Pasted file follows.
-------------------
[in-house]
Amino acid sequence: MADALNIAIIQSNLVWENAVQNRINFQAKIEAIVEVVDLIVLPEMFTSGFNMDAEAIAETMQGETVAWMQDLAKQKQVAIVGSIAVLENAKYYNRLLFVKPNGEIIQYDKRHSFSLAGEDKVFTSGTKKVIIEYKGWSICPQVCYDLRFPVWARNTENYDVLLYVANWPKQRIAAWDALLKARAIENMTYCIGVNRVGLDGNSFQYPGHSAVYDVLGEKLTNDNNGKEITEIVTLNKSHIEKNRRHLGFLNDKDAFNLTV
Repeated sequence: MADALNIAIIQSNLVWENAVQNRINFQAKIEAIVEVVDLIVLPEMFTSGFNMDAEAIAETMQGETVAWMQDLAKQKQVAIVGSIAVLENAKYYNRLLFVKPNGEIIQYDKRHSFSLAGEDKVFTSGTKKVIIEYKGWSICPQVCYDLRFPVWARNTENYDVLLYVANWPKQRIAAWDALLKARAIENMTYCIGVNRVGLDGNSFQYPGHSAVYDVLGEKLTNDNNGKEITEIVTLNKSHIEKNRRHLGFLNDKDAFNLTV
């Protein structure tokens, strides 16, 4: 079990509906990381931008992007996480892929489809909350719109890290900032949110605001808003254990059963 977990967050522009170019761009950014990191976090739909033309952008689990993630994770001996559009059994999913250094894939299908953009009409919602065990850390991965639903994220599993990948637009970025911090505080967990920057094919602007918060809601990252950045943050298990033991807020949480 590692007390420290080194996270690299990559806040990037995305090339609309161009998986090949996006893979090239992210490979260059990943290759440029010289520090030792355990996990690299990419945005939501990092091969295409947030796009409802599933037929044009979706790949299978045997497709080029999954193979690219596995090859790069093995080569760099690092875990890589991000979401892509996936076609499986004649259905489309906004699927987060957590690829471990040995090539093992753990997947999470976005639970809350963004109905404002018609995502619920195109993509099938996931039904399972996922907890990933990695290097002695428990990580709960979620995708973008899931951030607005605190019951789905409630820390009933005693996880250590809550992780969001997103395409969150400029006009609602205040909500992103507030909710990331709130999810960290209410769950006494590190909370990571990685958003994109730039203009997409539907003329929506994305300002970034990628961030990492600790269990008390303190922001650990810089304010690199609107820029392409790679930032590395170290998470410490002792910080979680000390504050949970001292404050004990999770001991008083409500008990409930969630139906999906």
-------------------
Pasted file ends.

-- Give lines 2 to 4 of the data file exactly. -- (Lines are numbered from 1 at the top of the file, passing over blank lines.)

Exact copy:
Amino acid sequence: MADALNIAIIQSNLVWENAVQNRINFQAKIEAIVEVVDLIVLPEMFTSGFNMDAEAIAETMQGETVAWMQDLAKQKQVAIVGSIAVLENAKYYNRLLFVKPNGEIIQYDKRHSFSLAGEDKVFTSGTKKVIIEYKGWSICPQVCYDLRFPVWARNTENYDVLLYVANWPKQRIAAWDALLKARAIENMTYCIGVNRVGLDGNSFQYPGHSAVYDVLGEKLTNDNNGKEITEIVTLNKSHIEKNRRHLGFLNDKDAFNLTV
Repeated sequence: MADALNIAIIQSNLVWENAVQNRINFQAKIEAIVEVVDLIVLPEMFTSGFNMDAEAIAETMQGETVAWMQDLAKQKQVAIVGSIAVLENAKYYNRLLFVKPNGEIIQYDKRHSFSLAGEDKVFTSGTKKVIIEYKGWSICPQVCYDLRFPVWARNTENYDVLLYVANWPKQRIAAWDALLKARAIENMTYCIGVNRVGLDGNSFQYPGHSAVYDVLGEKLTNDNNGKEITEIVTLNKSHIEKNRRHLGFLNDKDAFNLTV
């Protein structure tokens, strides 16, 4: 079990509906990381931008992007996480892929489809909350719109890290900032949110605001808003254990059963 977990967050522009170019761009950014990191976090739909033309952008689990993630994770001996559009059994999913250094894939299908953009009409919602065990850390991965639903994220599993990948637009970025911090505080967990920057094919602007918060809601990252950045943050298990033991807020949480 590692007390420290080194996270690299990559806040990037995305090339609309161009998986090949996006893979090239992210490979260059990943290759440029010289520090030792355990996990690299990419945005939501990092091969295409947030796009409802599933037929044009979706790949299978045997497709080029999954193979690219596995090859790069093995080569760099690092875990890589991000979401892509996936076609499986004649259905489309906004699927987060957590690829471990040995090539093992753990997947999470976005639970809350963004109905404002018609995502619920195109993509099938996931039904399972996922907890990933990695290097002695428990990580709960979620995708973008899931951030607005605190019951789905409630820390009933005693996880250590809550992780969001997103395409969150400029006009609602205040909500992103507030909710990331709130999810960290209410769950006494590190909370990571990685958003994109730039203009997409539907003329929506994305300002970034990628961030990492600790269990008390303190922001650990810089304010690199609107820029392409790679930032590395170290998470410490002792910080979680000390504050949970001292404050004990999770001991008083409500008990409930969630139906999906």